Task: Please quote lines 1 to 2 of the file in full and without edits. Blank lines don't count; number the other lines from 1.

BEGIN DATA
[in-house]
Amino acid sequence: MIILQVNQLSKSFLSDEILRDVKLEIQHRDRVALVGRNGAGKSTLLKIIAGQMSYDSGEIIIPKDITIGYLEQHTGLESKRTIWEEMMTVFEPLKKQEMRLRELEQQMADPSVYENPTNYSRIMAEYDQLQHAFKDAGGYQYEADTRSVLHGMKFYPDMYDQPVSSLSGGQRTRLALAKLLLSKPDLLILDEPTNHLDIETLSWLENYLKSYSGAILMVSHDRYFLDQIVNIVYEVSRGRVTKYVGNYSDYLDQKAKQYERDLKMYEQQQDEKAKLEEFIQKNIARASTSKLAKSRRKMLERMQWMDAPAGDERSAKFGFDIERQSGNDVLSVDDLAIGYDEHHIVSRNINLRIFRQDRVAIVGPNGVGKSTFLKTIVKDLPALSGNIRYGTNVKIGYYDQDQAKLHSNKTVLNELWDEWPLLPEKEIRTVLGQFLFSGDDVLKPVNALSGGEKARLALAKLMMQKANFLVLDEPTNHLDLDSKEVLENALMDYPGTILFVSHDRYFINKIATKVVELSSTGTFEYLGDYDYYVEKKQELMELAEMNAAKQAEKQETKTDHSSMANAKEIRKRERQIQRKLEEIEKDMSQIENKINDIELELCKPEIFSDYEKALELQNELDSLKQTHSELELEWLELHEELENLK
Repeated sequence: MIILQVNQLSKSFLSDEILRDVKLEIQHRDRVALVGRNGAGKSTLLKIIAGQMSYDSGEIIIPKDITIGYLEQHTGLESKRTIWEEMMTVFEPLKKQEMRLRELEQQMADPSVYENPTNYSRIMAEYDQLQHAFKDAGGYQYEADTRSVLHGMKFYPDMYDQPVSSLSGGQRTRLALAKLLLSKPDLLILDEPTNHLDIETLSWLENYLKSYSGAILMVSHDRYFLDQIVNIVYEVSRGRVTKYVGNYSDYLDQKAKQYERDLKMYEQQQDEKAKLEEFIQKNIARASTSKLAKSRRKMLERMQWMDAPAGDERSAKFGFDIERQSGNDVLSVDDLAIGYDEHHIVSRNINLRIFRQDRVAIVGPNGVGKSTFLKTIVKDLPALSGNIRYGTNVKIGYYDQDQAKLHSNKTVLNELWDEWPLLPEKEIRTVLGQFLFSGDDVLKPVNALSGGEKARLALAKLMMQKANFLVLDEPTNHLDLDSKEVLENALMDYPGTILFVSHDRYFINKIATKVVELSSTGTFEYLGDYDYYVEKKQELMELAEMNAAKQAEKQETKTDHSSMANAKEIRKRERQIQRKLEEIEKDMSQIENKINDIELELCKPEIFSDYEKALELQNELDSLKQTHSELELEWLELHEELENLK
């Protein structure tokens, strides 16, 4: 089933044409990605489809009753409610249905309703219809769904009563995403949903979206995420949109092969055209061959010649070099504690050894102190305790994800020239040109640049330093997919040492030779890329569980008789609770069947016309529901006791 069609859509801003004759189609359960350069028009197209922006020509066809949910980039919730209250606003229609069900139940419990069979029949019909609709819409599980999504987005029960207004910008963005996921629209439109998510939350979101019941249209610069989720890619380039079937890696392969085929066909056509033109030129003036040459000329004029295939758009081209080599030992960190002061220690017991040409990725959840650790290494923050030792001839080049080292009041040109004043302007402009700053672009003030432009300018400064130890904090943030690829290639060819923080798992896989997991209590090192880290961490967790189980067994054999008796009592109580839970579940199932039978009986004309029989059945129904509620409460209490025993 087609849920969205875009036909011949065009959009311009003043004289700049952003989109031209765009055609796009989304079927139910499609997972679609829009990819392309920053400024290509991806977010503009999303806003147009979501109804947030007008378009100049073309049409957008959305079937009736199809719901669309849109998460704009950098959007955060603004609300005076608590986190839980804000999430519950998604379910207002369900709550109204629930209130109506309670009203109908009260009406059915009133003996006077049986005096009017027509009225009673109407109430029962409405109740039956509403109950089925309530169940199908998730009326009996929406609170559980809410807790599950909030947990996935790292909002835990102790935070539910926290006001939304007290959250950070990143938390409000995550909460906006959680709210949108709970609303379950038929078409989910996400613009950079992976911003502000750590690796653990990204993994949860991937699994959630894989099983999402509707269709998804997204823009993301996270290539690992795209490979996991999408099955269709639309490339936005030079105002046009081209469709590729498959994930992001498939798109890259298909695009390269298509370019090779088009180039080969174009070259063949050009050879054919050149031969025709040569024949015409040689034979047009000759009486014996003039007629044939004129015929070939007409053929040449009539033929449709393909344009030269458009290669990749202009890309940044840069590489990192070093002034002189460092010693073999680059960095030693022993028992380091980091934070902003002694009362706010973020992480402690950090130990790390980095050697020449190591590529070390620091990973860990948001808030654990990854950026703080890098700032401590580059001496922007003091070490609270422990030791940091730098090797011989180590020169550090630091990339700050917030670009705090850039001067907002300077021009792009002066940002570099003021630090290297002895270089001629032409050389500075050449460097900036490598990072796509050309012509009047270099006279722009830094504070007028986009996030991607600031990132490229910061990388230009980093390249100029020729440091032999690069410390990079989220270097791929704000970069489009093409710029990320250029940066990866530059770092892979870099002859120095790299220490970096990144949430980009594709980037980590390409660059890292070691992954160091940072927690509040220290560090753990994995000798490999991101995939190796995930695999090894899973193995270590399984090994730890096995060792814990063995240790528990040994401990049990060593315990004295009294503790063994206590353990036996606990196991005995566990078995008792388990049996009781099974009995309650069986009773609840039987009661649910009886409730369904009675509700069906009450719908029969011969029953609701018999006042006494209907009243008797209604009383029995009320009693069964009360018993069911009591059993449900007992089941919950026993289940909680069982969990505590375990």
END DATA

[in-house]
Amino acid sequence: MIILQVNQLSKSFLSDEILRDVKLEIQHRDRVALVGRNGAGKSTLLKIIAGQMSYDSGEIIIPKDITIGYLEQHTGLESKRTIWEEMMTVFEPLKKQEMRLRELEQQMADPSVYENPTNYSRIMAEYDQLQHAFKDAGGYQYEADTRSVLHGMKFYPDMYDQPVSSLSGGQRTRLALAKLLLSKPDLLILDEPTNHLDIETLSWLENYLKSYSGAILMVSHDRYFLDQIVNIVYEVSRGRVTKYVGNYSDYLDQKAKQYERDLKMYEQQQDEKAKLEEFIQKNIARASTSKLAKSRRKMLERMQWMDAPAGDERSAKFGFDIERQSGNDVLSVDDLAIGYDEHHIVSRNINLRIFRQDRVAIVGPNGVGKSTFLKTIVKDLPALSGNIRYGTNVKIGYYDQDQAKLHSNKTVLNELWDEWPLLPEKEIRTVLGQFLFSGDDVLKPVNALSGGEKARLALAKLMMQKANFLVLDEPTNHLDLDSKEVLENALMDYPGTILFVSHDRYFINKIATKVVELSSTGTFEYLGDYDYYVEKKQELMELAEMNAAKQAEKQETKTDHSSMANAKEIRKRERQIQRKLEEIEKDMSQIENKINDIELELCKPEIFSDYEKALELQNELDSLKQTHSELELEWLELHEELENLK